Drug designed to treat RA may Repair Damaged Hearts

Although the heart tries to rebuild itself after a heart attack, the process is difficult because of inflammation and scarring. Because the heart is unable to regenerate, its function declines, and the unrepaired damage can lead to future heart episodes, as Arlene Weintraub explained in Fierce Biotech.


Scientists at Vanderbilt University may have an answer to improving cardiac recovery. It comes from a compound in Roche’s library that was originally intended to treat rheumatoid arthritis. The scientists demonstrated with mouse models that the drug, SYN0012, could change the way in which the heart responds to inflammation after a heart attack, leading to an improvement in cardiac functioning and  reported the results in the journal JCI Insight.


According to the journal article, the scientists induced MI “by ligation of the left anterior descending artery in mice with either heterozygous or homozygous knockout of CDH11, wild-type mice receiving bone marrow transplants from Cdh11-deficient animals, and wild-type mice treated with a functional blocking antibody against CDH11 (SYN0012).” Using flow cytometry, they found that there was  “significant CDH11 expression in noncardiomyocyte cells after MI.”


Animals who were given SYN0012 had improved cardiac function, “as measured by echocardiogram, reduced tissue remodeling, and altered transcription of inflammatory and proangiogenic genes.” They added, “Targeting CDH11 reduced bone marrow–derived myeloid cells and increased proangiogenic cells in the heart 3 days after MI. Cardiac fibroblast and macrophage interactions increased IL-6 secretion in vitro.”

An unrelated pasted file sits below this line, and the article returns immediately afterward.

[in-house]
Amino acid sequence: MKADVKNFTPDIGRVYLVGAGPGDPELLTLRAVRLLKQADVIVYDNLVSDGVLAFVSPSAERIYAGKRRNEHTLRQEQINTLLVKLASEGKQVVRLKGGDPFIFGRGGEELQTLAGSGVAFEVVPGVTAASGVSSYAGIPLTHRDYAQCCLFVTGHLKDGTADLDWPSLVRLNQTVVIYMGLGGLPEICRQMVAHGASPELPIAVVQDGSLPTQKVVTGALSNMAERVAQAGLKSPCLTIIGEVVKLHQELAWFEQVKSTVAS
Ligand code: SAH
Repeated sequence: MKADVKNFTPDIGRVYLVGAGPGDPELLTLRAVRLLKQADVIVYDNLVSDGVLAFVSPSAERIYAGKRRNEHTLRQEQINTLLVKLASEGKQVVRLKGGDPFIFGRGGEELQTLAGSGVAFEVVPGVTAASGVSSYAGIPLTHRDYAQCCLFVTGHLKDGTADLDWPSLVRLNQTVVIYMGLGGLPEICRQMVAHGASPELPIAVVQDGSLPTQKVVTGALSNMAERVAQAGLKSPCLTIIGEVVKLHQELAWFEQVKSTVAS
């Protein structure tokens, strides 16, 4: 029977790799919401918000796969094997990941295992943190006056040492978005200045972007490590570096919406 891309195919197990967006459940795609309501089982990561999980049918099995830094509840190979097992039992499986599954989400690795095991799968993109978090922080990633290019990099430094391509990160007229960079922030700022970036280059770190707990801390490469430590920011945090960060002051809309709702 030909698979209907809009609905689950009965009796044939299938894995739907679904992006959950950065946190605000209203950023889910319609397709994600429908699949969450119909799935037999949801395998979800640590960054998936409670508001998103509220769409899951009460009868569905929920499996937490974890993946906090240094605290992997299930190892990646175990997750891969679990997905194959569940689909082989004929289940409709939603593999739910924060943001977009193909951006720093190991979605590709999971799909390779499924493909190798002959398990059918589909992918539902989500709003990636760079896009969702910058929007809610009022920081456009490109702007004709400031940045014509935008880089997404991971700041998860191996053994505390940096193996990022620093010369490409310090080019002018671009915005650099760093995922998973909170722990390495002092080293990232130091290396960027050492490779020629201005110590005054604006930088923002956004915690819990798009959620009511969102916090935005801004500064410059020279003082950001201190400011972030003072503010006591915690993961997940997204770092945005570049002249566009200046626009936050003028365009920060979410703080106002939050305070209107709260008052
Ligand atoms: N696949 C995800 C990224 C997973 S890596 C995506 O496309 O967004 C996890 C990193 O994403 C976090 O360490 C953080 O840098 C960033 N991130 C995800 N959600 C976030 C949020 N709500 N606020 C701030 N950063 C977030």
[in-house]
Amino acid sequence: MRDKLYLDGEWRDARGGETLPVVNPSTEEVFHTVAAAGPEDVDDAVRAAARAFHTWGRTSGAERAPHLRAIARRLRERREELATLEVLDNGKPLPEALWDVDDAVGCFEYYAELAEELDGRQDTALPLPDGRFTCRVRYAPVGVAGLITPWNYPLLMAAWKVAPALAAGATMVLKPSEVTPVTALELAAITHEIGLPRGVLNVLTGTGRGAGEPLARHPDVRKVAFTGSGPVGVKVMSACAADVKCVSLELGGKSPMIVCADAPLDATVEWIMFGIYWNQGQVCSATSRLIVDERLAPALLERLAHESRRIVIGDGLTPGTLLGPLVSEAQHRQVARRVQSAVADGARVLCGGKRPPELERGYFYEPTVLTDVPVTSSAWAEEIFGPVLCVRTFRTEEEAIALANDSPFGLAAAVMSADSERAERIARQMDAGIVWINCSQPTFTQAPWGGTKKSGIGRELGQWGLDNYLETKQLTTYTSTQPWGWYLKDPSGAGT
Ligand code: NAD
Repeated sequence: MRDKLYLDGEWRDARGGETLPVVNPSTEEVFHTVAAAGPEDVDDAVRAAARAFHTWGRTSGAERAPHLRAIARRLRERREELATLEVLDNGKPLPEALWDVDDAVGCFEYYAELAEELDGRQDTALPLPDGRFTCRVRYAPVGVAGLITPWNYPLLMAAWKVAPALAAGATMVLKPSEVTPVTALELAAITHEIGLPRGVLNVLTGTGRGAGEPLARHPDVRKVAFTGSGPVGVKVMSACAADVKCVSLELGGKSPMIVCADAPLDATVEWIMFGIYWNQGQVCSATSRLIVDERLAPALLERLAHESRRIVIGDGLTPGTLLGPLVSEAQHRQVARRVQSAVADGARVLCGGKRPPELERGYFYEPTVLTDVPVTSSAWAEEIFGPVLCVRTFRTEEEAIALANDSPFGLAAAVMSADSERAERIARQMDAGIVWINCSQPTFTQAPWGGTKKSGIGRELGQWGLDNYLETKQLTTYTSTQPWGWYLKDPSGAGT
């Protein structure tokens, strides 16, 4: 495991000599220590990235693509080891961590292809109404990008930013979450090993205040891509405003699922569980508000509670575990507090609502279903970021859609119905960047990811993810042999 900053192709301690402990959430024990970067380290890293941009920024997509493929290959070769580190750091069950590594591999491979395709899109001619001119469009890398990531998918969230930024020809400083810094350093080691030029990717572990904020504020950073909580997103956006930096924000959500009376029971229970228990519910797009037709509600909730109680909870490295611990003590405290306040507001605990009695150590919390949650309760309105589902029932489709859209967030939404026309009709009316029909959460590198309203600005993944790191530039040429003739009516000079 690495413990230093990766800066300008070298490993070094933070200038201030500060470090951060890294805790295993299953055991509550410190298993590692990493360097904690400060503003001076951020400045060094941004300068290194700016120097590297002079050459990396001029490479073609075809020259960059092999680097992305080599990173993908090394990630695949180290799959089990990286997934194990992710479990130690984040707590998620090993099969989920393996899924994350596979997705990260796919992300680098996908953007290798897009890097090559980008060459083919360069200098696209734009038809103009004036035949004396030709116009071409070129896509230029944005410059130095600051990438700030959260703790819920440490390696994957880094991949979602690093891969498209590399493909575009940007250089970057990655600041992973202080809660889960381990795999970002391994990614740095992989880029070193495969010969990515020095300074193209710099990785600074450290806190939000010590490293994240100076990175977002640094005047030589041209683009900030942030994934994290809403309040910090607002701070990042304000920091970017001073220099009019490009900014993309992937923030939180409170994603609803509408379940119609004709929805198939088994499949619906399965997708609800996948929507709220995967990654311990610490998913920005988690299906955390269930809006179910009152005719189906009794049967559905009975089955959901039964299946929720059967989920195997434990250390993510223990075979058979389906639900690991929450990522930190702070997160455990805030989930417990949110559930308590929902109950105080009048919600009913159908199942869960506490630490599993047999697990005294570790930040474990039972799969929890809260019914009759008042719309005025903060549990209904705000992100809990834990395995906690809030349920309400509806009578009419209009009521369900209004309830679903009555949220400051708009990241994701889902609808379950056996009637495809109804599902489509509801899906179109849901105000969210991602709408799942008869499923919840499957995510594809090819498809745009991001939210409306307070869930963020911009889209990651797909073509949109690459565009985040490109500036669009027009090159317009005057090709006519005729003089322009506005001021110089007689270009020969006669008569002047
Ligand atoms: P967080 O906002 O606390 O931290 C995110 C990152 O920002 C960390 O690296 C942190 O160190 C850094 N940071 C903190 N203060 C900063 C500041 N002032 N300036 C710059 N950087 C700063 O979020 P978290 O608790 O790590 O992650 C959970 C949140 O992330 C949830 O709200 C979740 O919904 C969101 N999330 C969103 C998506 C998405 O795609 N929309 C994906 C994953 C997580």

The scientists concluded that CDH11-expressing cells appear to “contribute to inflammation-driven fibrotic remodeling after MI and that targeting CDH11 with a blocking antibody improves outcomes by altering recruitment of bone marrow–derived cells, limiting the macrophage-induced expression of IL-6 by fibroblasts and promoting vascularization.” The repurposed compound seems to help the heart to repair itself.


The researches explained that SYN0012 works by blocking the protein cadherin-11, a major cause of inflammation of heart tissue. In the mice, SYN0012 increased the recruitment of cells to the heart that appeared to help rebuild blood vessels. It limited the activity of fibroblasts, cells that help remodel the heart after a heart attack, so the process would not create too much scarring.


According to senior author W. David Merryman, Ph.D., professor of biomedical engineering, pharmacology, medicine and pediatrics at Vanderbilt, “Some amount of inflammation is necessary in myocardial infarction. Inhibiting cadherin-11 could allow more precise control over the amount of inflammation in the fibrotic remodeling process.”


Roche Innovation Center in Basel was the supplier of the SYN0012 used in the Vanderbilt study. Roche wanted to target cadherin-11 in rheumatoid arthritis, but it sidelined that research effort in 2018 as part of an effort to focus on other aspects of its pipeline.


The objective of the Vanderbilt research is to fine tune the inflammation after a heart attack, rather than stopping it completely. As Merryman concluded, “Importantly, targeting [cadherin-11] with SYN0012 in mice does not prevent the acute inflammatory and reparative response, but rather it selectively acts on several cell populations to reduce the duration of inflammation and the extent of fibrotic remodeling.

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